And then it was time to say goodbye, and the children said, Oh please don't go, we'll eat you up we love you so.....

And on the way back to the beach we stopped at the Domain in Te Aroha, which is gorgeous and had this great swing, 

so Anne and I made John push us until we fell asleep.

Not really, because the seat was kind of uncomfortable, but it was peaceful and relaxing, and John is always happy to oblige his females.

On one of the days we went to visit Mum we stopped in Whiritoa, a tiny coastal town where Anne and John almost settled. We walked along the beach.

And we found this little lagoon, which was quite shallow and protected from the surf, although every now and then a large wave almost disturbed the tranquility.

Well, more than almost.

Then we decided to hike over the hill to see the blowhole.
Sometimes, a day is just too full of gorgeousness.

I deeply regretted leaving my shoes in the car right about now. We had to walk up through the bush, and my white feet are not used to the barefoot thing. Much "oww"-ing and "ouch"-ing ensued.

The blowhole did not disappoint.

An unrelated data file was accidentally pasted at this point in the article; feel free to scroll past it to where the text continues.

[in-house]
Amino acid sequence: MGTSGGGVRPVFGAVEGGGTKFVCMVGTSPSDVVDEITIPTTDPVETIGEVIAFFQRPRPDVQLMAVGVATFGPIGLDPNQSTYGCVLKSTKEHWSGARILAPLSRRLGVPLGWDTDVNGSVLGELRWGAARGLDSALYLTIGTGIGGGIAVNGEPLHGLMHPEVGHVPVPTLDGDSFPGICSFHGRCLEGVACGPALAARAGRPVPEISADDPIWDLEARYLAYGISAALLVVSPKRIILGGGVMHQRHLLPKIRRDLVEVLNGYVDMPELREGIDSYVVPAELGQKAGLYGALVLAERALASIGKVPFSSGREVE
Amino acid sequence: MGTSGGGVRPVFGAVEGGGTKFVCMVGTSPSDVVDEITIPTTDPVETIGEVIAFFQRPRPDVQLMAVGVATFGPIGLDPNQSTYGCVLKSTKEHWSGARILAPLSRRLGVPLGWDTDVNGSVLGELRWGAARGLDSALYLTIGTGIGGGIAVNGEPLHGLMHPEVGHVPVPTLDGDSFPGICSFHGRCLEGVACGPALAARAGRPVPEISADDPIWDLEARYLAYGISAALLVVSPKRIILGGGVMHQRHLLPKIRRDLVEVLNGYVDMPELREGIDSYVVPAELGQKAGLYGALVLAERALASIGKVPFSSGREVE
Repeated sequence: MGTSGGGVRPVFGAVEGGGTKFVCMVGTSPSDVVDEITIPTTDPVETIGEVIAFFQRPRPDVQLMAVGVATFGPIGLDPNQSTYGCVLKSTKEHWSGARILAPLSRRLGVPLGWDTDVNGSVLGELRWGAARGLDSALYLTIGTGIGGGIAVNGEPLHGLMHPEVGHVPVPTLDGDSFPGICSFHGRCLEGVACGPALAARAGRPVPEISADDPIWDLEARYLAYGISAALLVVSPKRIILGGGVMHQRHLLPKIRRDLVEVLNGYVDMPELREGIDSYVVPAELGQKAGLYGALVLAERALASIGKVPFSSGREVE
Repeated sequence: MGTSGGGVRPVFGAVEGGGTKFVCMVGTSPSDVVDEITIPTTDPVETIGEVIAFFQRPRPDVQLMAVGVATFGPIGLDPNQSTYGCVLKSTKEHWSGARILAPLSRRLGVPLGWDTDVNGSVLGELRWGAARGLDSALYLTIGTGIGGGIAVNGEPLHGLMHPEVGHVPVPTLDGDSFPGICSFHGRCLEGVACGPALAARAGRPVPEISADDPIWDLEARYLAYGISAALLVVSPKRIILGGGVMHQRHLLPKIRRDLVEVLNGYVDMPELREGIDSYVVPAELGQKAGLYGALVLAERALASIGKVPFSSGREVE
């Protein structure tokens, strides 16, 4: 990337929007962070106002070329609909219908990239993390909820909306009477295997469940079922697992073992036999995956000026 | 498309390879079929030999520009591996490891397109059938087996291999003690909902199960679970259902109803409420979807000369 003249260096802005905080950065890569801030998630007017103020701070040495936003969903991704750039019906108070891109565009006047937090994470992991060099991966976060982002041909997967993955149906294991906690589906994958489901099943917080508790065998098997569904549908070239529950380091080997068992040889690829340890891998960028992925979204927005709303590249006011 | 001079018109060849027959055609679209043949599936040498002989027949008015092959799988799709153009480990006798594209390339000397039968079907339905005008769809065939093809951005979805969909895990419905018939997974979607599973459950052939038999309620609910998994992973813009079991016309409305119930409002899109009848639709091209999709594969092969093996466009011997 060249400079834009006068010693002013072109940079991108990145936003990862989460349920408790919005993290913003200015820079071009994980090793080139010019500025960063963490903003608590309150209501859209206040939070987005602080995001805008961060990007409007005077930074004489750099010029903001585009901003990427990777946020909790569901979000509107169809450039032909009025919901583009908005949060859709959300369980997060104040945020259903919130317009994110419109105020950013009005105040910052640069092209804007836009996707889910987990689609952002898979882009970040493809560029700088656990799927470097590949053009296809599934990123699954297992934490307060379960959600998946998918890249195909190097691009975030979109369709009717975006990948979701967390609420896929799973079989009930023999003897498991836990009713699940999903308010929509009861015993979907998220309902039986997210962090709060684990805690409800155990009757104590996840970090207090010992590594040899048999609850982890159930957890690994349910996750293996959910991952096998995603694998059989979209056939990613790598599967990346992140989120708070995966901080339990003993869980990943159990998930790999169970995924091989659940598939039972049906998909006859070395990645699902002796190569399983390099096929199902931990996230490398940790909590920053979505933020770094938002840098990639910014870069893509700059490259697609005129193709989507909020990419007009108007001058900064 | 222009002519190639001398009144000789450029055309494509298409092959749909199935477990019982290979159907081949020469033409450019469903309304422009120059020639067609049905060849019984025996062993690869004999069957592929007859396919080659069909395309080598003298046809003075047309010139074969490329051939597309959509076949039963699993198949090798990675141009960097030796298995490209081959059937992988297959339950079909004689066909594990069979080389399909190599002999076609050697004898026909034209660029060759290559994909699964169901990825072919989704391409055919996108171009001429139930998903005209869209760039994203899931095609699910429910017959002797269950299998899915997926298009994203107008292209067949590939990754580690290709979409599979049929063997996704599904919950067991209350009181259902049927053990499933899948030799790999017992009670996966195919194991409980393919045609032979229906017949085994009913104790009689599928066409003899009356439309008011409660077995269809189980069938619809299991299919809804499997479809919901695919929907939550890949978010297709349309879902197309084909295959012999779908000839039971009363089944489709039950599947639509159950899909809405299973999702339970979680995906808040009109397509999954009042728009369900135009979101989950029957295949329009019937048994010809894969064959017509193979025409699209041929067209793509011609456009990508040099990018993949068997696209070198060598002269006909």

We I managed to not fall off the edge into the frothing ocean, and then we decided not to go back along the trail in deference to my feet, but to climb down and then walk along the back of the rocks.
Anne, being brave, tested out the depth of the water we had to cross in order to get to the trail. 
It was above our knees, we being short, but barely came above John's calves, him being tall.

And we walked along the stream bed,

back past the lovely lagoon,

and then we went home.

On Thursday we drove up to Whitianga, where I met Dianne again so that we could take a glass-bottomed boat trip together. Partners in crime. I was a little disappointed because it covered a lot of the same ground as the boat trip we took in 2013, but there was the glass bottom thing and also some promised snorkeling. 
Dianne enjoys herself wherever she goes!

Cathedral Cove, of course.